The Excelsior Lounge

Discussion in 'Amp Owners Clubs' started by drdos, Apr 13, 2012.

  1. marshman

    marshman Poster Extraordinaire

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    Well, my Exy never quite qualified as 'light', though the P15 I installed shaved a bit off the weight. Owl, why did you replace the baffle?

    I tricked one out for use with my acoustic bass guitar and installed an Altec 418B--the magnet alone weighs more than the entire stock speaker! I can still heft it with one hand (barely) if I have to, but I don't like to!

    I have a cabinet/furniture maker friend that owes me a favor, maybe I'll see if he can make me a pine cab for mine.

    I've started to see stock speakers showing up on ebay for sale--I gotta say I reckon $40 seems a bit rich.
     
  2. BluesOwl

    BluesOwl Tele-Holic

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    for a couple of reasons:

    I don't like particle board..and I guess I'm coming from a history of having various Fender products that use it.

    - my 71 super reverb had physical deterioration issues with the baffle, and with that era cab., you'd have to cut it out and replace. That put the 1st "bad taste in my mouth" re: part. board
    - 60's 2x12 F. cab. - much better with plywood baffle
    - in general, I've seen a lot of worn fender pb baffles with issues

    I don't like any amp cab. construction where the baffle is pulled forward for attachment. Sandwiched layers of grillcloth and tolex 'tween baffle and cab.
    Rather have the bare wood of the baffle screwed against a bare wood cleat, which is screwed to the cab.

    The excelsior baffle looks to be 1/2" (built up lip @ 3/4" for the exposed edge). Real crap fasteners (expected)

    So a benefit here is the plywood baffle with all that mounting support will handle the real heavy speaker.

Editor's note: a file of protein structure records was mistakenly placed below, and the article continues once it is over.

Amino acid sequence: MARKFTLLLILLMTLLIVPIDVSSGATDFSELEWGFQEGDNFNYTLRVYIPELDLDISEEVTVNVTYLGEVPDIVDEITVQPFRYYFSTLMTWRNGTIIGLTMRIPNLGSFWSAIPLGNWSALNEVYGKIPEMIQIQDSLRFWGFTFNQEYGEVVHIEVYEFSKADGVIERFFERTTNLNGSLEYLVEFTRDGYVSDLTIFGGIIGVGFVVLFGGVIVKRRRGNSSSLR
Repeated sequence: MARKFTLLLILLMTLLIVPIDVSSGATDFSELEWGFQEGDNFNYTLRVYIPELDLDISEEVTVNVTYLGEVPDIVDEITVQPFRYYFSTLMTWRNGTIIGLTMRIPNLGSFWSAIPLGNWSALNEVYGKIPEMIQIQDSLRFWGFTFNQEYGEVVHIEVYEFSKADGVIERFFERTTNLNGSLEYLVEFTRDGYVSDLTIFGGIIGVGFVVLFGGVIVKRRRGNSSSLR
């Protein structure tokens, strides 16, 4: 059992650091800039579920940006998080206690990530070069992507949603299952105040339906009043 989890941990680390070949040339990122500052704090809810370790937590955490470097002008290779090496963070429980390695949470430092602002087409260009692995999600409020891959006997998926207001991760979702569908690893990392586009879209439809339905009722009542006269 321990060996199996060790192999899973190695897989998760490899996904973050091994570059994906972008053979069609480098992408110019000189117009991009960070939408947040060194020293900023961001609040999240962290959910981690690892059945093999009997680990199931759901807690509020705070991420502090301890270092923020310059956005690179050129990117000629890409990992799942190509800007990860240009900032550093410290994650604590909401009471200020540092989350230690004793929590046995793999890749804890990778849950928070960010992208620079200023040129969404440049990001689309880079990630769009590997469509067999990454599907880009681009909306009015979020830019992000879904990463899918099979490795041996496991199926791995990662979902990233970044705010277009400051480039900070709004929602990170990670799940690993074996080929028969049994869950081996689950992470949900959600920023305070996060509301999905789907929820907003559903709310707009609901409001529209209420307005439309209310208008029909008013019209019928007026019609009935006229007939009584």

I'm confident there's a slight tonal benefit from the new baffle, but its co-mingled with the huge benefit of the new speaker and "proper"<sniff> tubes.

    and w/o the coincidence of the perfect Baldwin baffles I had, I probably wouldn't have done it.
     
  3. marshman

    marshman Poster Extraordinaire

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    My furniture-making acquaintance says that MDF is "better" for speaker cabinets because it absorbs less energy, allowing for maximum transfer of speaker energy to sound energy. I presume for stereo cabinets that sit untouched for ages that might make a difference, but for some reasons guitar players prefer pine and strong ply. Could be mojo or snake oil, but I never worried that a pine or ply cab would get beer spilled on it and begin to deteriorate or puff up like a sponge, like I used to with my HRDx.

    At any rate, if I do get him to build me a fresh cabinet, I will get the baffle 'upgraded' as well.

    I don't know about your tubes, but my RCA 6V6GTs smell awesome!
     
  4. BluesOwl

    BluesOwl Tele-Holic

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    I believe your friend is correct about mdf.

    I have another of the baldwin baffles if anybody wants it.
     
  5. tap4154

    tap4154 Doctor of Teleocity Ad Free Member

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    If you do a quick google search you will find a lot of confirmation that MDF is better than solid wood or ply for enclosures & baffles. OTOH, solid wood looks so nice :D
     
  6. nielsk

    nielsk Tele-Meister

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    I like my Excelsior a lot, but it is a bit hard on the old back... So I did a SC (Senior Citizen) mod using a shopping trolley.
    I like that mod even better than the BillM tone mod that I did.

    [​IMG]
     
  7. dragonfly66

    dragonfly66 Friend of Leo's

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    MDF weighs a ton in comparison to plywood. That would be my number one reason for using plywood for a portable amp. I thought MDF and particle board were one in the same, pressed wood, but apparently not. Found this on the internet:

     
  8. dragonfly66

    dragonfly66 Friend of Leo's

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    I hear you. With the pro version or a speaker upgrade that has a larger magnet it definitely becomes the opposite of the grab and go amp you hoped it would be.

    I like the look of the excelsior, but I like the sound better. One day I will attempt to build a pine cabinet with birch baffle like another member did.
     
  9. Abu Twangy